SAN FRANCISCO (CBS SF) — Medical marijuana isn’t just for humans.

An Oakland-based company is making pot-laced treats for ailing pampered pooches that owners say don’t get dogs high, they get them well. They’re called Treat-ibles.

Auntie Dolores Kitchen started selling natural medicinal marijuana-laced edibles in stores and online in 2007. They say their edibles for pets are made with one of the two main active ingredients in marijuana, cannabidiol, or CBD. Unlike its counterpart, tetrahydrocannabinol (THC), CBD is non-psychoactive. In other words, it doesn’t create the euphoria or high associated with marijuana. However, researchers have found CBD to be highly therapeutic in treating humans for everything from mood disorders, pain, nausea, loss of appetite, and nervousness, to heart health and cancer.

On top of its medicinal benefits, CBD is 100% legal, according to Auntie Delores Kitchen.

In pot-legal Colorado, veterinarians are starting to see cases of dogs cases of who have ingested marijuana edibles laced with THC, and it hasn’t been pretty. The psychoactive substance produces dilated eyes, hypersalivation and drunken behavior. However, dogs who eat products with only CBD experience very different results.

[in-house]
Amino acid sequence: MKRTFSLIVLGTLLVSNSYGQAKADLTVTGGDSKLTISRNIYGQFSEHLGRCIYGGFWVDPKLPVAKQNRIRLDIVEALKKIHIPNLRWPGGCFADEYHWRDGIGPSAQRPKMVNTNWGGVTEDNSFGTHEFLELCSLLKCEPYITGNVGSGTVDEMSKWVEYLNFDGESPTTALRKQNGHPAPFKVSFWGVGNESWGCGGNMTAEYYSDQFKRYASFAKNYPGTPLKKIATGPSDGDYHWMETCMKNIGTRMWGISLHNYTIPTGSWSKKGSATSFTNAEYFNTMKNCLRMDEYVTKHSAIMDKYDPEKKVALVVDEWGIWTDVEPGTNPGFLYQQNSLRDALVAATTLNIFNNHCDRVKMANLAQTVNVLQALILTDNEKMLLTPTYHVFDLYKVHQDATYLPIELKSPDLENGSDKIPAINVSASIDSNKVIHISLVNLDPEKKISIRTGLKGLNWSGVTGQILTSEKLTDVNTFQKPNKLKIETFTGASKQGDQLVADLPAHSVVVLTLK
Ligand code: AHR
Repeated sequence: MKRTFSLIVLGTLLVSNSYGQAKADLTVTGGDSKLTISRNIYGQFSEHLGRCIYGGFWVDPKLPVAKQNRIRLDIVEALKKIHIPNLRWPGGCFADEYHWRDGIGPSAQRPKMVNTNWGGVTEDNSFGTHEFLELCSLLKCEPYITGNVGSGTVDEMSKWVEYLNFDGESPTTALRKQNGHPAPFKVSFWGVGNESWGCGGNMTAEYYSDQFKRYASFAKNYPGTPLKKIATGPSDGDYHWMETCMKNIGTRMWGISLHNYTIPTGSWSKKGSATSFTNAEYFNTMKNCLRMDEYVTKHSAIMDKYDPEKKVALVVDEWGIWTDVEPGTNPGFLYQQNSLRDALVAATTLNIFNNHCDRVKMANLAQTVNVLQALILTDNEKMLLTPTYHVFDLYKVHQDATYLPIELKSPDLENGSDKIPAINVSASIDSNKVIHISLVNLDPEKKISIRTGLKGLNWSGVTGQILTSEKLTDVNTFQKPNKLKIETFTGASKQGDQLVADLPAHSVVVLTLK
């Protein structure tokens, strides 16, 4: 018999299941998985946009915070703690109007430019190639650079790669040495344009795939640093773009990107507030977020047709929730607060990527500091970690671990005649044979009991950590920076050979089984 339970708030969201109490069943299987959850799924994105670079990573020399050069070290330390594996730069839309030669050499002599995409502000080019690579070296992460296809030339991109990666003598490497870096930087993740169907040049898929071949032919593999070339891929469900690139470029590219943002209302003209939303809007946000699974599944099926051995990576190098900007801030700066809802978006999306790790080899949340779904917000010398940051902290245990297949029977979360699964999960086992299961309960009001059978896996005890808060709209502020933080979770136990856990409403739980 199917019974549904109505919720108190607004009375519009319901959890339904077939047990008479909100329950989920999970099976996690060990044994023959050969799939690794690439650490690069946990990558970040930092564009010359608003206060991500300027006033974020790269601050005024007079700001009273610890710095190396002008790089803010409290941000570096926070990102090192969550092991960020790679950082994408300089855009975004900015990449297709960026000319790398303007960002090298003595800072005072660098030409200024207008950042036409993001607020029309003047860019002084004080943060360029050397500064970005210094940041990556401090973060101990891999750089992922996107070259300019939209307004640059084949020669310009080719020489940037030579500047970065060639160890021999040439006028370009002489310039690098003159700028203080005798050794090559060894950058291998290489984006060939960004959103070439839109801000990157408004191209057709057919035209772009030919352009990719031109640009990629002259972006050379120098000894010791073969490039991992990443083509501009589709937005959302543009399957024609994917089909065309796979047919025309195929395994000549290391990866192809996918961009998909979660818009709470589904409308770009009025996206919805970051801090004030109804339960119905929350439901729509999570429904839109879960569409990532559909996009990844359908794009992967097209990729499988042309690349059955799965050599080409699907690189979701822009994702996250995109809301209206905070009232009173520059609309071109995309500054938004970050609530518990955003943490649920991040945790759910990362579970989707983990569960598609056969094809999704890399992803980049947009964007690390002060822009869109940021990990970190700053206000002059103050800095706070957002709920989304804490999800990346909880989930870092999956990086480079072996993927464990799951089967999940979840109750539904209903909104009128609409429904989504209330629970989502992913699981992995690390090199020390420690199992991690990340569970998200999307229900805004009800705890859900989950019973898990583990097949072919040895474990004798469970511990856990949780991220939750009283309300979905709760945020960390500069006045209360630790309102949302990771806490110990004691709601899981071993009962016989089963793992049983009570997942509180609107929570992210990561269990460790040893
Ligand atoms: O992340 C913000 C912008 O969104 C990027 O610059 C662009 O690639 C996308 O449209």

Wendy Mansfield of Ft. Bragg, told the Quartz.com her 15-year-old Lab, Kali was so sick she was going to put him down. As a last resort, she gave him a couple of Treat-ibles, and the dog was able to walk without pain, and no longer seemed listless or depressed.

“Never in my wildest dreams would I have anticipated this. It brought my dog back,” said Mansfield.

Still, Dawn Boothe at Auburn University’s College of Veterinary Medicine in Alabama is skeptical. She told Quartz little research has been done to prove the medicinal benefits of marijuana in animals.

“If you want to back up and have a discussion about the scientific evidence on the use of medical marijuana in dogs, we’re done because there isn’t any.” The University of Colorado is doing a clinical study the affects of CBC on dogs with epilepsy.

She told Quartz the lack of oversight on hemp-laced pet products has her wary. Boothe says it is a bad idea to treat pets without the help and guidance of a veterinarian.

“I’d like to think that people would think it’s a bad idea to treat children without a physician’s advice,” she told Quartz. “I think it’s the same with animals.”

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